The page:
Last week Nikki Stein from SECTION27 expressed reservations about the piloting of paperless classrooms at seven township schools in Gauteng. MEC for Education in the province, Panyaza Lesufi, responds here.
The annual World Economic Forum (WEF) extravaganza got underway last week as 700 private jets whizzed into the Swiss Alpine resort of Davos. This is a gathering where the heads of immensely rich corporations wine, dine, bribe and bully various power brokers and wannabe tycoons to do their bidding and to adopt policies that suit the corporate world.
This is a response by Councillor Ernest Sonnenberg, Mayoral Committee Member for Utility Services, to GroundUp's article "Is this the Dirtiest Job in Cape Town?" published on 21 January.
A year ago, some boys in my street came home late at night with a sex worker. They refused to pay her.
The air is thick with the excitement of the first week of school. Stories of bright-eyed learners whose parents are dropping them off for the start of their school careers, donning their too-big uniforms and carrying backpacks almost the size of the learners themselves, are all over newspapers, radio stations, televisions and social media.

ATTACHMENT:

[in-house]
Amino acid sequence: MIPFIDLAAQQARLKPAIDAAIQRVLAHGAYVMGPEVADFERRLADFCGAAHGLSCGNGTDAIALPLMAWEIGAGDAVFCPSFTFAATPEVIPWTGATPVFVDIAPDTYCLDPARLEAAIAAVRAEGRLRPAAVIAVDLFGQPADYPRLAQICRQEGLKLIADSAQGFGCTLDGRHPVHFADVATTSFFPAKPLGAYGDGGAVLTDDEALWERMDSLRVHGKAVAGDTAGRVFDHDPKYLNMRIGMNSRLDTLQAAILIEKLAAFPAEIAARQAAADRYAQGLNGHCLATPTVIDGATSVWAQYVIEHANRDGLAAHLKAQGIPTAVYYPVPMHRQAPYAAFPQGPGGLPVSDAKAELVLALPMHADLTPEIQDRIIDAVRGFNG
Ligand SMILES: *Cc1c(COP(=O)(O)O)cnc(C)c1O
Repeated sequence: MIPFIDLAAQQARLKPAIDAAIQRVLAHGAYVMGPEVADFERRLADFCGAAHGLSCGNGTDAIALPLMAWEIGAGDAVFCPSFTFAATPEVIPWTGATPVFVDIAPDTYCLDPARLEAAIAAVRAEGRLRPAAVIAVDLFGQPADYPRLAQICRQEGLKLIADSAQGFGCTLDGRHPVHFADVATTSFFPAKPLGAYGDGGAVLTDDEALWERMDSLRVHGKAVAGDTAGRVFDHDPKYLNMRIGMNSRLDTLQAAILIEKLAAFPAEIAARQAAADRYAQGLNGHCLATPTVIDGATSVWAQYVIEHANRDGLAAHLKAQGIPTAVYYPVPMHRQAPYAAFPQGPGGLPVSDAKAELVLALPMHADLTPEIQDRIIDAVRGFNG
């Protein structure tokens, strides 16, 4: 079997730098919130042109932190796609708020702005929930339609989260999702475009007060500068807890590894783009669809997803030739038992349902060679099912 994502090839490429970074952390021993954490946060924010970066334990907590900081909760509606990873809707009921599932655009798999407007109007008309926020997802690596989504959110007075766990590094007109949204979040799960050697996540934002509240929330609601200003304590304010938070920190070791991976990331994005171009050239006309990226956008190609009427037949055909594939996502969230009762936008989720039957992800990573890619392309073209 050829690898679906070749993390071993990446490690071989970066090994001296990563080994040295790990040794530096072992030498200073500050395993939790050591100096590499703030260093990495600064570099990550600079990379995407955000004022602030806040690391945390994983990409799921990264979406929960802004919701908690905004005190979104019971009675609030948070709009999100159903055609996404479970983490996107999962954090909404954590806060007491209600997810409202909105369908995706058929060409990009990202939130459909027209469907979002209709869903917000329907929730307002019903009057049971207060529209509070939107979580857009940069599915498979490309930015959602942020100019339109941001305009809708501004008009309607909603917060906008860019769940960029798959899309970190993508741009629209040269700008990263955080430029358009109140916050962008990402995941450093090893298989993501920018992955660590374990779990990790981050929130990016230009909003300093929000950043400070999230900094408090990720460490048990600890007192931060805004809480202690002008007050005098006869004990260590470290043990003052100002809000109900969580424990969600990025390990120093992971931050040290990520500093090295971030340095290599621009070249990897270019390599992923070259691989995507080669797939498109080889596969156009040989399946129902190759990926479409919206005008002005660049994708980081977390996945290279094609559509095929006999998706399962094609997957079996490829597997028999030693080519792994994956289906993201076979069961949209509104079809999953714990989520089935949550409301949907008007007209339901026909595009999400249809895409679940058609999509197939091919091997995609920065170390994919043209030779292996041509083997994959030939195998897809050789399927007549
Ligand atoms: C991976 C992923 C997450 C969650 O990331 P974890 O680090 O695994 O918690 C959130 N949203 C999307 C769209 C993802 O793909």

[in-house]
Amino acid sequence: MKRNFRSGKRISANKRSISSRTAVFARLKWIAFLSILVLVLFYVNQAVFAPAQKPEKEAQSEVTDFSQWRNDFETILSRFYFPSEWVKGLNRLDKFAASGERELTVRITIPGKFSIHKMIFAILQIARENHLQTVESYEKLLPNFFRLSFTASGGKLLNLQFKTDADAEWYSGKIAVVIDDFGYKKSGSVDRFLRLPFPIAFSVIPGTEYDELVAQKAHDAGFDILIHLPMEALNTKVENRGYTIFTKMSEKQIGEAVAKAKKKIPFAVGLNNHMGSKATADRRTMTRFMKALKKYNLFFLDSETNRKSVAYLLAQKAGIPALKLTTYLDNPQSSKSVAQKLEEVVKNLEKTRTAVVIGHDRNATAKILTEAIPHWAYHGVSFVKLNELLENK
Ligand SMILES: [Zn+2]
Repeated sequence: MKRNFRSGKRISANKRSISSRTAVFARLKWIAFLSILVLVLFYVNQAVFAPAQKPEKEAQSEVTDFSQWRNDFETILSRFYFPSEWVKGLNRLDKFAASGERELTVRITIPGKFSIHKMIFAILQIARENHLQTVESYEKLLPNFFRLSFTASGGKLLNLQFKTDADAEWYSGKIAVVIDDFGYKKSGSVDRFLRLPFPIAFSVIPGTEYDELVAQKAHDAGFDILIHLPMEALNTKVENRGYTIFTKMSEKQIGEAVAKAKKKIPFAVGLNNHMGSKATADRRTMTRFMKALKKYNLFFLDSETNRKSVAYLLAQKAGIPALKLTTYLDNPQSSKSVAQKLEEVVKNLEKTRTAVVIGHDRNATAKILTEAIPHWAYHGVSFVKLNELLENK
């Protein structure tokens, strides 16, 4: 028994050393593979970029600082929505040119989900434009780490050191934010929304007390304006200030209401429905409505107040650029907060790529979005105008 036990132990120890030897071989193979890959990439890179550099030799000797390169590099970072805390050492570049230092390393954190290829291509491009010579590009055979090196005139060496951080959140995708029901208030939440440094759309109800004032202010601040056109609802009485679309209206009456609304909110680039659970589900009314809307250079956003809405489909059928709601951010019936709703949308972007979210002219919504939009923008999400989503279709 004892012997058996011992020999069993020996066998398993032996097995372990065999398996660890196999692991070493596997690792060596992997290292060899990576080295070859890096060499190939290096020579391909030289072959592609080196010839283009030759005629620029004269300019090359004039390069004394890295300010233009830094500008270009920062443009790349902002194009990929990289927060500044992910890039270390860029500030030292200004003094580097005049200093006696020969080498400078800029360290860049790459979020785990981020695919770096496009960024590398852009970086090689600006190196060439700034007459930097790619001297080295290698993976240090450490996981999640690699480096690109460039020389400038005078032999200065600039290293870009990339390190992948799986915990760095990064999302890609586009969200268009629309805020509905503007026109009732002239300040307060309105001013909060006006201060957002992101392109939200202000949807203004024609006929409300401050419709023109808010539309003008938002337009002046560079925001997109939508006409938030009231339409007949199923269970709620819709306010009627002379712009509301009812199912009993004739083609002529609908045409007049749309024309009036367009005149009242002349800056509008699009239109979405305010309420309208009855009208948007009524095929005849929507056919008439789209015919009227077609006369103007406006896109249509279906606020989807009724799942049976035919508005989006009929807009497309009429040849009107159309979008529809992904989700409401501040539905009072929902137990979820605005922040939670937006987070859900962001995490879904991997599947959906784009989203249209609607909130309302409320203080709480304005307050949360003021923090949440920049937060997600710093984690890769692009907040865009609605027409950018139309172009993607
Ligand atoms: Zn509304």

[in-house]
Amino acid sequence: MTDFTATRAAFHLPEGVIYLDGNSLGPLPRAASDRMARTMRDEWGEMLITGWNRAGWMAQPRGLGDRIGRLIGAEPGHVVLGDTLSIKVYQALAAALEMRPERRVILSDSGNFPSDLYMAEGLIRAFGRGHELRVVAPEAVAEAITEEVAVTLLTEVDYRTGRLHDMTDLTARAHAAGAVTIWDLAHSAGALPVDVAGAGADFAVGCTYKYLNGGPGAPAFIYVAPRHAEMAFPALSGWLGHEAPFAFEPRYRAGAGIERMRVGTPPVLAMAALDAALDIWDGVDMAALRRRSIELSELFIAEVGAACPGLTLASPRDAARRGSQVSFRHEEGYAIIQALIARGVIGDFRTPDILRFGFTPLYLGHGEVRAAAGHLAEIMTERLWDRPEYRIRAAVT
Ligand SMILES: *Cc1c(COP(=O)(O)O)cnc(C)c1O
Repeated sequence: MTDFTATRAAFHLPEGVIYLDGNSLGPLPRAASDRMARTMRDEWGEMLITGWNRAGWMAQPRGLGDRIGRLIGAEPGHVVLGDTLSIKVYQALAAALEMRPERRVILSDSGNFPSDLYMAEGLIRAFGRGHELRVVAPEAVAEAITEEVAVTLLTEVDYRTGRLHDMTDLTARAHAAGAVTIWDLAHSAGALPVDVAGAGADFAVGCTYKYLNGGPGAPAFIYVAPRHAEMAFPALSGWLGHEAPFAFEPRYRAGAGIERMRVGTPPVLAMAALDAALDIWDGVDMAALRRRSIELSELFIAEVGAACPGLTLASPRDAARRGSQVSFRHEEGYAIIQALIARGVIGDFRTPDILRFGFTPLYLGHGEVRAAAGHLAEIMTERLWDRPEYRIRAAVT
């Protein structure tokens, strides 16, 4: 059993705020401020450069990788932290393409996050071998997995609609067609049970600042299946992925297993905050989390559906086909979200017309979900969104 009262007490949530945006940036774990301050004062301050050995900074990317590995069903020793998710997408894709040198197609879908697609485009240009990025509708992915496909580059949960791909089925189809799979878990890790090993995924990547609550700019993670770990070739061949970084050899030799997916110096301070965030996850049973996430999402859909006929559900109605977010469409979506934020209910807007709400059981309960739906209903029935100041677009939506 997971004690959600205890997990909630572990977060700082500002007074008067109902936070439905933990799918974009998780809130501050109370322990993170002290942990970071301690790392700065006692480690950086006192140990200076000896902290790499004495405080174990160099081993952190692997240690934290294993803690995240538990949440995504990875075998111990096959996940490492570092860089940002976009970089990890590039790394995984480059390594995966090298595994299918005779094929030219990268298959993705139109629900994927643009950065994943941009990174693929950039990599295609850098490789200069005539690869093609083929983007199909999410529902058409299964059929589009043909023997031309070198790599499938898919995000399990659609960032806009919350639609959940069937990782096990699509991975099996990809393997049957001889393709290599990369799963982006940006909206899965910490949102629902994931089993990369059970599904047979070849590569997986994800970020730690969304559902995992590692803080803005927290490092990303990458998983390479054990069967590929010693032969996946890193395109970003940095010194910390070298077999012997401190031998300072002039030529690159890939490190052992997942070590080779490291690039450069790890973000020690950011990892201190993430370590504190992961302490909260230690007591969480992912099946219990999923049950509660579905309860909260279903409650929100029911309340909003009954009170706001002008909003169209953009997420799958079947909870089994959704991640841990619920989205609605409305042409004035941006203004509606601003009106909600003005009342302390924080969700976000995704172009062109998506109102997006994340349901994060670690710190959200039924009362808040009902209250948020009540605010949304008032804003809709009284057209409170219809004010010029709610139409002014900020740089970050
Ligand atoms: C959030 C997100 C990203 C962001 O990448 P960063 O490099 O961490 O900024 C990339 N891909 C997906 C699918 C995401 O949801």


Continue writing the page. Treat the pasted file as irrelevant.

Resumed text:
The brutal kleptocracy of Equatorial Guinea hopes to gain a measure of international acceptance by hosting the African Cup of Nations (Afcon) soccer spectacle that kicked off this weekend, writes Terry Bell. The oil and gas wealth generated by this “Kuwait of Africa” provides the economic wherewithal for the ruling elite to buy favours while the bulk of the population wallows in repressive poverty. Bell was the only foreign journalist to cover the independence of Equatorial Guinea more than 46 years ago.
Once again, there is a furore about plans to name a major Cape Town street after former apartheid president FW de Klerk. As well there should be, although there is considerable support for the proposal.
Charlie Hebdo journalist Laurent Leger is no stranger to South African newspaper readers. Over the last ten years or so, as a freelancer, Laurent has written several reports for South African newspapers on the French connection in the arms deal, and also on failed attempts to find the killers of ANC Paris representative Dulcie September.
The question of whether Prophet Muhammad can be depicted in Islam is something that perhaps most Muslims have failed to explain. With every cartoon or drawing, most people wonder why Muslims are in such an uproar – and admittedly, in some cases in a manner that is frankly unbefitting of the Prophet himself.
Today GroundUp publishes this image in solidarity with journalists all over the world following the attack in Paris on the staff of Charlie Hebdo, in which ten journalists and two police officers were killed.